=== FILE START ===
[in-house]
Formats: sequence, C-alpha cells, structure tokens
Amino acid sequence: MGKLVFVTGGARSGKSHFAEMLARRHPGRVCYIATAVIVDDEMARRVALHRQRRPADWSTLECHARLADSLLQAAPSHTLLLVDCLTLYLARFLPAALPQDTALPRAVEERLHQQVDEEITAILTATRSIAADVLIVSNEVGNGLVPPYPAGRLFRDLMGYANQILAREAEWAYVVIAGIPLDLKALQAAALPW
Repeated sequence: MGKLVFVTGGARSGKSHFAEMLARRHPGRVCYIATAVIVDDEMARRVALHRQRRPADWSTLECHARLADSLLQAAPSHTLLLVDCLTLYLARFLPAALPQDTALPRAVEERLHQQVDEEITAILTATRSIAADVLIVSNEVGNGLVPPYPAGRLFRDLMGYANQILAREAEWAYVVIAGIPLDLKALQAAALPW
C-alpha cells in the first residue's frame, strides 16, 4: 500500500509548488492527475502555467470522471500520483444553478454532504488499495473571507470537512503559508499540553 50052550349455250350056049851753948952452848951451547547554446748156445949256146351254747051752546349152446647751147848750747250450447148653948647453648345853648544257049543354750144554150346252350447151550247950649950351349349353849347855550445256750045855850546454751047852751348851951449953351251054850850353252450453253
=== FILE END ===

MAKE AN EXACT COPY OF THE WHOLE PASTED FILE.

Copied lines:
[in-house]
Formats: sequence, C-alpha cells, structure tokens
Amino acid sequence: MGKLVFVTGGARSGKSHFAEMLARRHPGRVCYIATAVIVDDEMARRVALHRQRRPADWSTLECHARLADSLLQAAPSHTLLLVDCLTLYLARFLPAALPQDTALPRAVEERLHQQVDEEITAILTATRSIAADVLIVSNEVGNGLVPPYPAGRLFRDLMGYANQILAREAEWAYVVIAGIPLDLKALQAAALPW
Repeated sequence: MGKLVFVTGGARSGKSHFAEMLARRHPGRVCYIATAVIVDDEMARRVALHRQRRPADWSTLECHARLADSLLQAAPSHTLLLVDCLTLYLARFLPAALPQDTALPRAVEERLHQQVDEEITAILTATRSIAADVLIVSNEVGNGLVPPYPAGRLFRDLMGYANQILAREAEWAYVVIAGIPLDLKALQAAALPW
C-alpha cells in the first residue's frame, strides 16, 4: 500500500509548488492527475502555467470522471500520483444553478454532504488499495473571507470537512503559508499540553 50052550349455250350056049851753948952452848951451547547554446748156445949256146351254747051752546349152446647751147848750747250450447148653948647453648345853648544257049543354750144554150346252350447151550247950649950351349349353849347855550445256750045855850546454751047852751348851951449953351251054850850353252450453253